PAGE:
October 24, 2011 | By Peggy Stacy, Special to the Los Angeles Times
Two weeks after my double mastectomy, I lay on the exam table, slightly feverish from the plastic drains that attached beneath my skin and snaked silently under my shirt. Like a macabre version of speed dating, I had already met with five oncologists. My case was difficult and required the best of the best. Waiting for Dr. Linnea Chap to walk through the door, I closed my eyes in exhaustion and despair. Dr. Chap had an encyclopedic understanding of breast cancer, but she didn't overwhelm me with detailed explanations of tumor grade or cell replication.
October 17, 2011 | By Eryn Brown, Los Angeles Times / for the Booster Shots blog
Measuring radiation exposure using current FCC guidelines underestimates how much radiation most people receive from their cellphones, researchers said Monday in a study published in the journal Electromagnetic Biology and Medicine. The authors of the study, including several members of Environmental Health Trust, a nonprofit organization devoted to identifying and controlling environmental health risks, pointed to several reasons why.  One is that the current assessment method bases evaluations of how much radiation people are exposed to from their phones on measurements taken using a quite large, liquid-filled plastic model of the adult human head (known as the Specific Anthropomorphic Mannequin, or SAM)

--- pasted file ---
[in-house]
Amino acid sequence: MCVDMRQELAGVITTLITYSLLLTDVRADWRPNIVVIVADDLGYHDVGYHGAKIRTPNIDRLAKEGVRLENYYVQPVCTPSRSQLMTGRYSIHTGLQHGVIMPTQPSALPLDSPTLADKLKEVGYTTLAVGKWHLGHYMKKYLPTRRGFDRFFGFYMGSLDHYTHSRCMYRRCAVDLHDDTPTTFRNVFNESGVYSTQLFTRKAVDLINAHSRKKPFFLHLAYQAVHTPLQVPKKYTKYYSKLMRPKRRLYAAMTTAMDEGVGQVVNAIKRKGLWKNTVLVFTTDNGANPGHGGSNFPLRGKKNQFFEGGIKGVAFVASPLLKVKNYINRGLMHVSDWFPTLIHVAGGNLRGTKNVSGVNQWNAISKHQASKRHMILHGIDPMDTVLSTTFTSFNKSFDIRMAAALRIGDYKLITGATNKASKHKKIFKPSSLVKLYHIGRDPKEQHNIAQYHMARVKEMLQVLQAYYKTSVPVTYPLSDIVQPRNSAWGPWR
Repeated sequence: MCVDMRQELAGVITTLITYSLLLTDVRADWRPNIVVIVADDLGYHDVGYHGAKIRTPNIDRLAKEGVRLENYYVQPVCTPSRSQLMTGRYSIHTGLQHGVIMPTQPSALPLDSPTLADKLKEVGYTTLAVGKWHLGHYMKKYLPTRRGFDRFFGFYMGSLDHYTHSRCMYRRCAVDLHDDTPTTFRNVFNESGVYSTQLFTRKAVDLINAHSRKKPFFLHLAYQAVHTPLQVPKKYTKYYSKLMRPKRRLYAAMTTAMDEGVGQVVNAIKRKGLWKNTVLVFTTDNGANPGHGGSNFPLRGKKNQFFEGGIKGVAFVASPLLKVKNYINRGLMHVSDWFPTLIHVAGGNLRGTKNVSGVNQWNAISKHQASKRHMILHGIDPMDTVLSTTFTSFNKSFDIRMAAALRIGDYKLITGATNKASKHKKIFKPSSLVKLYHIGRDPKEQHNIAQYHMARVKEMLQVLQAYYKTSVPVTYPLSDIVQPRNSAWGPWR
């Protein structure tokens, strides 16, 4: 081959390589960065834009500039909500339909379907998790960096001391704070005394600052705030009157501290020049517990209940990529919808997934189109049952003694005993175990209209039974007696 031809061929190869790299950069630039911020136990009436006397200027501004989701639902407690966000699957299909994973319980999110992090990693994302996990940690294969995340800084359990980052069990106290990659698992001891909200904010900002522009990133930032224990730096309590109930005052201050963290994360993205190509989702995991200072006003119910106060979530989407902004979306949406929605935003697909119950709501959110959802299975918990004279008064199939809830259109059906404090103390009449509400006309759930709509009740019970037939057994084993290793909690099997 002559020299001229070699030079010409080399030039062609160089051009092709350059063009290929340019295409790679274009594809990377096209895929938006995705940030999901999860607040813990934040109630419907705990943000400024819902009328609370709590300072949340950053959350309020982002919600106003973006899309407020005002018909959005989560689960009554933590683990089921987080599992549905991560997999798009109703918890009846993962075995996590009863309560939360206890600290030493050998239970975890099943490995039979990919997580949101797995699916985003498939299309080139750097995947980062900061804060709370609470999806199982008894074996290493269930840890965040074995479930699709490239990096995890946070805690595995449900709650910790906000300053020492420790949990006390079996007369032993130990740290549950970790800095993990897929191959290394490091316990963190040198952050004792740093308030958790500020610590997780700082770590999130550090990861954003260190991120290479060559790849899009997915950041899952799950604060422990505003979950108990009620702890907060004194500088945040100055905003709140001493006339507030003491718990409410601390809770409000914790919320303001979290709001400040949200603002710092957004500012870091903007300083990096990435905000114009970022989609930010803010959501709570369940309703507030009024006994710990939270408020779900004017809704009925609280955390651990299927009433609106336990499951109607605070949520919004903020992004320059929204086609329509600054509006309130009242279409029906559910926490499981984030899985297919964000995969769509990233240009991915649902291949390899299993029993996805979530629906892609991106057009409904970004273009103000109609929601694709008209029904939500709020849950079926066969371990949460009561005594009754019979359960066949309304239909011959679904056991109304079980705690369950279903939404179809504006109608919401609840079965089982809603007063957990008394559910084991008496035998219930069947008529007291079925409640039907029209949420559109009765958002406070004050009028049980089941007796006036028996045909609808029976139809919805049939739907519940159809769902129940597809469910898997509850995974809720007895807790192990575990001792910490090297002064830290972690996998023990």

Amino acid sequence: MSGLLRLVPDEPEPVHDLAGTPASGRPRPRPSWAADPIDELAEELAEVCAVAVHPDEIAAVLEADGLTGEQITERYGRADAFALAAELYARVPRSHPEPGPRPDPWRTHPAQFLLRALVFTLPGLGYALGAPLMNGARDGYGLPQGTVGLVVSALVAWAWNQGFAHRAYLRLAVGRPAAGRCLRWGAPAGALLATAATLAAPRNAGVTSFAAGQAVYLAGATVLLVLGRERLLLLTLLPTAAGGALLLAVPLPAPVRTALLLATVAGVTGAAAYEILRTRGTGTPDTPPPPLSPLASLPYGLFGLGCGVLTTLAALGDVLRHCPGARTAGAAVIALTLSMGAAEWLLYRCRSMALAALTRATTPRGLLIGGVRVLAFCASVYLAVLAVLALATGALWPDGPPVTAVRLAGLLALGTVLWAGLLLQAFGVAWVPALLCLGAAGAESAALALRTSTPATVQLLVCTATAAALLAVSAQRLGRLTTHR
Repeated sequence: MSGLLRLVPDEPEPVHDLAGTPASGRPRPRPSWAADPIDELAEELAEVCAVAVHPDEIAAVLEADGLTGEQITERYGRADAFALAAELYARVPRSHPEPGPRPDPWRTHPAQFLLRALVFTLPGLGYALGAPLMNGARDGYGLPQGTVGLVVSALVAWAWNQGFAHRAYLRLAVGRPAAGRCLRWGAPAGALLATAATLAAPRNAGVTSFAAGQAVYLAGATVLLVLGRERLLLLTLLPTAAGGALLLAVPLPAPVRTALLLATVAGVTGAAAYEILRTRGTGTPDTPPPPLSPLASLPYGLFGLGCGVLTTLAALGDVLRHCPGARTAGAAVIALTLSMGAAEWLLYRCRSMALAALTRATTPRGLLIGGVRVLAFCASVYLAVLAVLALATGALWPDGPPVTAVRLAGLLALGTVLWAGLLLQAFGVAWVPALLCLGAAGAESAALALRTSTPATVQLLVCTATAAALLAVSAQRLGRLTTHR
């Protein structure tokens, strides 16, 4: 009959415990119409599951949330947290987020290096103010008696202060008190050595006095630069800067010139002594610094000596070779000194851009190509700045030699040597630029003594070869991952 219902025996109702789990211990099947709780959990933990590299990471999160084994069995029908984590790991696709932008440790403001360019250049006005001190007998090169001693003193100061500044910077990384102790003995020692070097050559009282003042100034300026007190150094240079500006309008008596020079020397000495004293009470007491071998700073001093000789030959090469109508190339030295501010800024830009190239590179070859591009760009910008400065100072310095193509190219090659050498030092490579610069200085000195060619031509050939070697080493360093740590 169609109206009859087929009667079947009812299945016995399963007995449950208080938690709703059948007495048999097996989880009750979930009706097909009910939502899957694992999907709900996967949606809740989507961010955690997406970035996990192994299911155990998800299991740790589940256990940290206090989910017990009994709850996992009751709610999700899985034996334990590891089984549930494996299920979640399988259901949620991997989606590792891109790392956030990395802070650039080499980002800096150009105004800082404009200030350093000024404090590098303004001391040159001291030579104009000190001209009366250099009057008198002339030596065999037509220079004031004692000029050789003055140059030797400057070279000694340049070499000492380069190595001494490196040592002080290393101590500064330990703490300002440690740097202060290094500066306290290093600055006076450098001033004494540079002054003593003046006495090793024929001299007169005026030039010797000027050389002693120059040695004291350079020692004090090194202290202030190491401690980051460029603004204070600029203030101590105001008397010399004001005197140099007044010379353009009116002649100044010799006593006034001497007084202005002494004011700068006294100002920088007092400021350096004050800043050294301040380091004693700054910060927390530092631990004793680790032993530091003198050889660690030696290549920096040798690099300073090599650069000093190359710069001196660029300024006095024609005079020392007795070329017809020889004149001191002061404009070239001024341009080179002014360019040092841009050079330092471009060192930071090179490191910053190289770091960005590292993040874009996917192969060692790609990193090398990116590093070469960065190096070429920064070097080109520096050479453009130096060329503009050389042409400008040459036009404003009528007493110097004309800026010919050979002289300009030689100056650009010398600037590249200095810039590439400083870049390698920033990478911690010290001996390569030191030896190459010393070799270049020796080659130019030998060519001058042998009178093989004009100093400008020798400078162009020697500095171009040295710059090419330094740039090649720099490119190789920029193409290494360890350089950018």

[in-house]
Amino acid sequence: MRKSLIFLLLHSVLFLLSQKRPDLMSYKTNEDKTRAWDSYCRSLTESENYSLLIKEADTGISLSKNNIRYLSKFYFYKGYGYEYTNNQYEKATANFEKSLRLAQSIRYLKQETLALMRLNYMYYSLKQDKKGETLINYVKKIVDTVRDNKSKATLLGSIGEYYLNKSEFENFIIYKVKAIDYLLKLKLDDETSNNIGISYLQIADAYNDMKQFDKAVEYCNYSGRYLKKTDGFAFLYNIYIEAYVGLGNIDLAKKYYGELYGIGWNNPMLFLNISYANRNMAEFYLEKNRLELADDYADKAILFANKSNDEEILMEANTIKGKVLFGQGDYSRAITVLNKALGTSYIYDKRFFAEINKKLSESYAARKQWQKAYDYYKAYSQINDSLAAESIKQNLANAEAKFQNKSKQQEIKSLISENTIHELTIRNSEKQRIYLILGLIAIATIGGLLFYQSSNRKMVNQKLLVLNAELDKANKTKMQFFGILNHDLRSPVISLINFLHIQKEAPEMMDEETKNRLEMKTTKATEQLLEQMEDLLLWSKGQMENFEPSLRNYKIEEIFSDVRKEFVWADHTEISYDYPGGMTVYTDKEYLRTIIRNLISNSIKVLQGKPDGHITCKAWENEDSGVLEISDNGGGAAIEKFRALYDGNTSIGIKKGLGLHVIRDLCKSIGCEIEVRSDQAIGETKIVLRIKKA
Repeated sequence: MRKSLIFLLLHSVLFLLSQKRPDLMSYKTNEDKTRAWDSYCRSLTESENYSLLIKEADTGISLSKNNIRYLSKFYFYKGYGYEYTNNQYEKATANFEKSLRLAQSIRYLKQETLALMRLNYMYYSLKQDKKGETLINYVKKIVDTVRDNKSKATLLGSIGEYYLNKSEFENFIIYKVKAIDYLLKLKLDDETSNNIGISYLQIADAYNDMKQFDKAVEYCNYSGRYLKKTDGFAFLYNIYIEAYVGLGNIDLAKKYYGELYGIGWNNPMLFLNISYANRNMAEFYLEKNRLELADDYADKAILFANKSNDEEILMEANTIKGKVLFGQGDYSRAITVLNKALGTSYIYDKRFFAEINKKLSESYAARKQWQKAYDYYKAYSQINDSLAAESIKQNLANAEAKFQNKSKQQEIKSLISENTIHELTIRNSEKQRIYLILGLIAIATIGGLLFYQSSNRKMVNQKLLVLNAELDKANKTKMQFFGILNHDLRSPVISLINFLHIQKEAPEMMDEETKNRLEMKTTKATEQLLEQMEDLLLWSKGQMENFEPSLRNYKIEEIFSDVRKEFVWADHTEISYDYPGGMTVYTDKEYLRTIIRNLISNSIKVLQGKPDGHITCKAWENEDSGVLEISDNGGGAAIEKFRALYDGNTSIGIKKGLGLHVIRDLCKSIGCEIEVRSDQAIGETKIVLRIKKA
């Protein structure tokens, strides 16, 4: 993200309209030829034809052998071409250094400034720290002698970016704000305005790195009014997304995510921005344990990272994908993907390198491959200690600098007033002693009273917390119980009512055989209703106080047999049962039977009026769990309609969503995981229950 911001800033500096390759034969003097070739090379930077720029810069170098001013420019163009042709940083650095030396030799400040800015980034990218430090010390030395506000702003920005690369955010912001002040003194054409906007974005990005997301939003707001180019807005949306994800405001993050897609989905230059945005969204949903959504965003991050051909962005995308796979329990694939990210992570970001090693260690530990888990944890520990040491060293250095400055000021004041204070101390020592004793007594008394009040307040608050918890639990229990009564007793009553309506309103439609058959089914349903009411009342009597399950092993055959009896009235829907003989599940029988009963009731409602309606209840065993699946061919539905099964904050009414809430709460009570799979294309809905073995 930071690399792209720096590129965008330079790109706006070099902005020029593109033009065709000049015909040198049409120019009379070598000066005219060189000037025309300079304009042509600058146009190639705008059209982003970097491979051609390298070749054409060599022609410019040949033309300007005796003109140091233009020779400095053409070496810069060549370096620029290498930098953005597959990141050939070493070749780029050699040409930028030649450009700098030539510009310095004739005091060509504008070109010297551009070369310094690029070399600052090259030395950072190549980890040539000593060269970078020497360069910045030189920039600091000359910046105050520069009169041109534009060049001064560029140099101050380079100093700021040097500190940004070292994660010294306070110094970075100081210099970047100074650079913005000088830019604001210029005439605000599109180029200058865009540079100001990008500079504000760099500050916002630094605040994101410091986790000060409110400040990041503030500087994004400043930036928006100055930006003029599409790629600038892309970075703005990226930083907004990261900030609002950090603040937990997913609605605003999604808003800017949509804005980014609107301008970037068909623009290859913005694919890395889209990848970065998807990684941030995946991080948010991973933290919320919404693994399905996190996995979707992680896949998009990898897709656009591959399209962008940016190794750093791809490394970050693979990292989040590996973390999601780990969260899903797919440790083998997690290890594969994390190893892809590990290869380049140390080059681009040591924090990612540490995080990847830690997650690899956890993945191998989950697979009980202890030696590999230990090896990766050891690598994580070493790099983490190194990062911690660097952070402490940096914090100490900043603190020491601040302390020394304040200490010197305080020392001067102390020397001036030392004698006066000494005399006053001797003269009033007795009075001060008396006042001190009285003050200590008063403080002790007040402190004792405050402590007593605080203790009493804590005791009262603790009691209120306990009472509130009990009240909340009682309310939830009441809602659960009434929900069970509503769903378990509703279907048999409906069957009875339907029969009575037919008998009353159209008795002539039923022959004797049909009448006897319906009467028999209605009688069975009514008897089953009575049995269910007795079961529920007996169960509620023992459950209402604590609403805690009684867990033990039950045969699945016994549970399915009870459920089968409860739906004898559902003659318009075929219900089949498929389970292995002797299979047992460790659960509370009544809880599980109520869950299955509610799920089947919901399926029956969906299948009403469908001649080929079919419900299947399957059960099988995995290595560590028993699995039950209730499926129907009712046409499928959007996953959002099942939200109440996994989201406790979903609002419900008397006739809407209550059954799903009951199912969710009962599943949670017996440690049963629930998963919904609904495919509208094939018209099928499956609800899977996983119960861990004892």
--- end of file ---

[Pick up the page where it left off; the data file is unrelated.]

October 17, 2011 | By Brady MacDonald, Los Angeles Times staff writer